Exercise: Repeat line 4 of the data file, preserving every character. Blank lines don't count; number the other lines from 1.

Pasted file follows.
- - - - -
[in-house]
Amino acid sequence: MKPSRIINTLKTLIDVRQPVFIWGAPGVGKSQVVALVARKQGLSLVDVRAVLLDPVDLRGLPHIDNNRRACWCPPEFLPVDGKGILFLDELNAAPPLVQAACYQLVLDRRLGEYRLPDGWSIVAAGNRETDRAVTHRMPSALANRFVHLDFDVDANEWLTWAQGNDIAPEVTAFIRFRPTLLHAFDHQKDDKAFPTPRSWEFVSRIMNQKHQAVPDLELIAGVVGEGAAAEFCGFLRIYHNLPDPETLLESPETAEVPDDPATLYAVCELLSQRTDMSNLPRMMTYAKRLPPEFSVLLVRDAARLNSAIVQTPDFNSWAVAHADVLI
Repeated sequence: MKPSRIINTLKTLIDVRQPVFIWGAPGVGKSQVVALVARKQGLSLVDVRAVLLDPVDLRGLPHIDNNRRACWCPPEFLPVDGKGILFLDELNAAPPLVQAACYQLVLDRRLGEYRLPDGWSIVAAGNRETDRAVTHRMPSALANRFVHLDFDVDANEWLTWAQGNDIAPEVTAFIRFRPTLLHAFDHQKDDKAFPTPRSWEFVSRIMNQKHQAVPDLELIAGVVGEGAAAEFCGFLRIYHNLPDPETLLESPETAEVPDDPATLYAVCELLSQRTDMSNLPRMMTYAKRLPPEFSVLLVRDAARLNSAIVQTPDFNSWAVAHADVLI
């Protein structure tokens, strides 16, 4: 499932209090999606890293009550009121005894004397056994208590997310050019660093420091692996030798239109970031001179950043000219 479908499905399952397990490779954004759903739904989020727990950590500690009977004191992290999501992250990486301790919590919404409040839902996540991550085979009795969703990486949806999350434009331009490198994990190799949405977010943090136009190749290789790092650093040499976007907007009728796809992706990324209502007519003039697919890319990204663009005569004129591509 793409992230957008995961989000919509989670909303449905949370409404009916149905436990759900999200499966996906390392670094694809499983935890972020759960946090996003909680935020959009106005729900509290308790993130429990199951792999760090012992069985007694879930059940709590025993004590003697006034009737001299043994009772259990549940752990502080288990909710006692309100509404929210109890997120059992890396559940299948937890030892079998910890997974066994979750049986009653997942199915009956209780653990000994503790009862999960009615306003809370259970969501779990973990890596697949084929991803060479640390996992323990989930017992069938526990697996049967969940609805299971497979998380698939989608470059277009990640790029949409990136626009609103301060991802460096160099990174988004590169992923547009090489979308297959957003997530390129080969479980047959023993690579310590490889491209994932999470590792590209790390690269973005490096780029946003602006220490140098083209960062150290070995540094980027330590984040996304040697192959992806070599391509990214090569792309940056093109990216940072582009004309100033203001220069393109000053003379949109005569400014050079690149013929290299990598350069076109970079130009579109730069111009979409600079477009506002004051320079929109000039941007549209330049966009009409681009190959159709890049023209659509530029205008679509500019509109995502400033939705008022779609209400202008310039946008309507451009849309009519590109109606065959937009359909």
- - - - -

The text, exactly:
């Protein structure tokens, strides 16, 4: 499932209090999606890293009550009121005894004397056994208590997310050019660093420091692996030798239109970031001179950043000219 479908499905399952397990490779954004759903739904989020727990950590500690009977004191992290999501992250990486301790919590919404409040839902996540991550085979009795969703990486949806999350434009331009490198994990190799949405977010943090136009190749290789790092650093040499976007907007009728796809992706990324209502007519003039697919890319990204663009005569004129591509 793409992230957008995961989000919509989670909303449905949370409404009916149905436990759900999200499966996906390392670094694809499983935890972020759960946090996003909680935020959009106005729900509290308790993130429990199951792999760090012992069985007694879930059940709590025993004590003697006034009737001299043994009772259990549940752990502080288990909710006692309100509404929210109890997120059992890396559940299948937890030892079998910890997974066994979750049986009653997942199915009956209780653990000994503790009862999960009615306003809370259970969501779990973990890596697949084929991803060479640390996992323990989930017992069938526990697996049967969940609805299971497979998380698939989608470059277009990640790029949409990136626009609103301060991802460096160099990174988004590169992923547009090489979308297959957003997530390129080969479980047959023993690579310590490889491209994932999470590792590209790390690269973005490096780029946003602006220490140098083209960062150290070995540094980027330590984040996304040697192959992806070599391509990214090569792309940056093109990216940072582009004309100033203001220069393109000053003379949109005569400014050079690149013929290299990598350069076109970079130009579109730069111009979409600079477009506002004051320079929109000039941007549209330049966009009409681009190959159709890049023209659509530029205008679509500019509109995502400033939705008022779609209400202008310039946008309507451009849309009519590109109606065959937009359909």